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Signing Agent FAQ: 5 things you need to know about background screenings

Notary Signing Agents need background checks

Updated 4-18-22. Most lenders and title companies require Notary Signing Agents to undergo background screenings on an annual basis in order to perform loan-signing assignments. Many Signing Agents have asked why this screening is required. This article answers some of your most common questions about background screenings.

1. Why do Notary Signing Agents need background checks?

The Consumer Financial Protection Bureau, a federal regulatory agency, requires lenders to follow strict standards when handling sensitive private consumer information — including borrower information on loan documents. These standards apply to bank employees, contractors and third-party vendors that work with lenders.

To meet CFPB standards, most banks and title companies ask Notary Signing Agents to provide proof they have passed a rigorous background screening. As independent agents, NSAs are trusted with loan documents that contain sensitive personal and financial information about borrowers. And unlike regular employees, they carry out their duties without direct supervision.

Because these duties are so important, lenders and title companies want to protect their customers by verifying that any Signing Agents who interact with customers and handle the customer’s private information are trustworthy and honest.

Special Note: During the pandemic, many court clerk's offices experienced staffing shortages and budget limitations. As a result, background checks in a few jurisdictions may take longer than expected. The NNA's vendor, Backgrounds Online, is working to resolve all these delays.

2. Aren’t all Notaries already background screened when they apply for their commissions?

No. This is a common misconception about background checks. In fact, fewer than one-fourth of all states perform any kind of background check on Notary commission applicants.

3. If my state requires Notary applicants to undergo a background check, why do I need another one?

There are a couple of reasons why lenders and title companies cannot accept the state-mandated background check for Notaries. 

First, state background checks for Notary commissions only screen for convictions that disqualify one from a Notary commission, usually just felonies. But lenders and title companies believe it is also important to check for serious misdemeanors and other infractions such as driving violations as part of their background screening requirements for Signing Agents.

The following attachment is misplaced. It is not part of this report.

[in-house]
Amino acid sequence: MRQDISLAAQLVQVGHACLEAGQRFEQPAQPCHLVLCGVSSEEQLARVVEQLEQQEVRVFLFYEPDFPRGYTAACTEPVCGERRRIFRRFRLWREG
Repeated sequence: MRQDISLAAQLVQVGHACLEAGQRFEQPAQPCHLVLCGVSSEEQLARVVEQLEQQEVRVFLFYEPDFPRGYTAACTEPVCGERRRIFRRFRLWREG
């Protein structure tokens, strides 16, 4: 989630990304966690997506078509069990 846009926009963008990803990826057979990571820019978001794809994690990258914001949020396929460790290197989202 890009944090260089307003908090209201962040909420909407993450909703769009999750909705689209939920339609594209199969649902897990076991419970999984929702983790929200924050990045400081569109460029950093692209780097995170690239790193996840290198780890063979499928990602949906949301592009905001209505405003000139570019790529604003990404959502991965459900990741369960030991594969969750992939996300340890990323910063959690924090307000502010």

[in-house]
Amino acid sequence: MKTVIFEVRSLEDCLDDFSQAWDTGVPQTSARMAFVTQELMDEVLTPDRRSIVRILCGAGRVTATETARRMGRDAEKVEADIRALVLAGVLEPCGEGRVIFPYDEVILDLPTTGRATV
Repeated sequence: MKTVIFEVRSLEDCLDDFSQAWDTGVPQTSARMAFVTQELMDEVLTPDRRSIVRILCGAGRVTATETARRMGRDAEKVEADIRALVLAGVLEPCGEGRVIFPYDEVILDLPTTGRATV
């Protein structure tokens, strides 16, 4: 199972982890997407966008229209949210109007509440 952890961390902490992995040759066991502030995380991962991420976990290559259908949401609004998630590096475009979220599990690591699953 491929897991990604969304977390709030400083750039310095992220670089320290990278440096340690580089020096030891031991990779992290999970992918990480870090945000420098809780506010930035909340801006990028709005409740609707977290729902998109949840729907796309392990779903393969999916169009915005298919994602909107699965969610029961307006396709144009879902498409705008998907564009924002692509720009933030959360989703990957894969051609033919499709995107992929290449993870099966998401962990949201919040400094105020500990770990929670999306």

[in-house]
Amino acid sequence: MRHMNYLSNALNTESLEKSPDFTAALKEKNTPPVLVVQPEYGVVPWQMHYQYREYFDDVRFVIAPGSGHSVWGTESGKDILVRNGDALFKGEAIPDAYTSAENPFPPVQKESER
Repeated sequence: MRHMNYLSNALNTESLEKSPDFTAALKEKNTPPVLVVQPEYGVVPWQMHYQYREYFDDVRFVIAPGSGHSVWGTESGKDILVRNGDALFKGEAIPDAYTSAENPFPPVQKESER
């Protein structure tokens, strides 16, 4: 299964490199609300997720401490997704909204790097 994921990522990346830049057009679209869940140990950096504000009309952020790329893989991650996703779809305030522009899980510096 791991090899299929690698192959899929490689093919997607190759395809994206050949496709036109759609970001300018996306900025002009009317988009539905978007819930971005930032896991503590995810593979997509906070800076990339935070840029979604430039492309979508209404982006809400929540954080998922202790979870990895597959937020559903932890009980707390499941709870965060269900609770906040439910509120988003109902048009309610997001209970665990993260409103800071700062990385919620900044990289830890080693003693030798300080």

Second, the Notary background screening results in states such as California are only available to state officials for review. States do not provide background reports on Notaries to financial industry companies.

Question 4: Why must I get a background check so often?

While title companies and third-party vendors are not regulated by the CFPB, their contracts obligate them to comply with the requirements lenders must meet. As a result, the lender or title company must be able to document that any NSA they use has passed a check that complies with CFPB consumer protection standards. That’s why many companies ask Signing Agents to obtain an updated screening every 12 months. Even states that run background checks for Notary applicants only do so once during each commission period.

If a Notary is convicted of a serious crime before then, lenders need to know in order to comply with federal regulations. In addition, a conviction does not automatically cause the Notary to lose their commission. That process can take months or longer.

5. Can the background screening provider share the results with anyone who asks for it?

No. Background screening results are only provided to the Signing Agent. Signing Agents can share them with whomever they choose, and businesses that receive them must follow strict rules regarding the security and sharing of the background screening information.

David Thun is the Assistant Managing Editor at the National Notary Association.

20 Comments

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Ellen Welsh

23 May 2016

Why does this need to be repeated year after year after year? If a notary has passed a background check and achieved a life of stellar character and age, what would make anybody think that suddenly they would a change of behavior? Common sense might dictate that after a certain age this requirement ought to be waived.

National Notary Association

23 May 2016

Hello. Periodic screenings are important to ensure that no disqualifying convictions or violations have occurred. Doing so is common in the industry. Because many things can and do happen in one year, lenders feel it is critically important to protect their borrowers’ non-public private information by making sure all parties with access have up-to-date screenings.

John Axt

23 May 2016

This goes a bit further back than the CFPB, which is an outgrowth of the Dodd-Frannk Act. The concept of background checks goes back to the Gramm-Leach-Bliley Act of 1999 which mandates the protection of consumer data. The CFPB has been put together as the managing agency who takes all these consumer laws and enforces them.

Theresa K Boyce

23 May 2016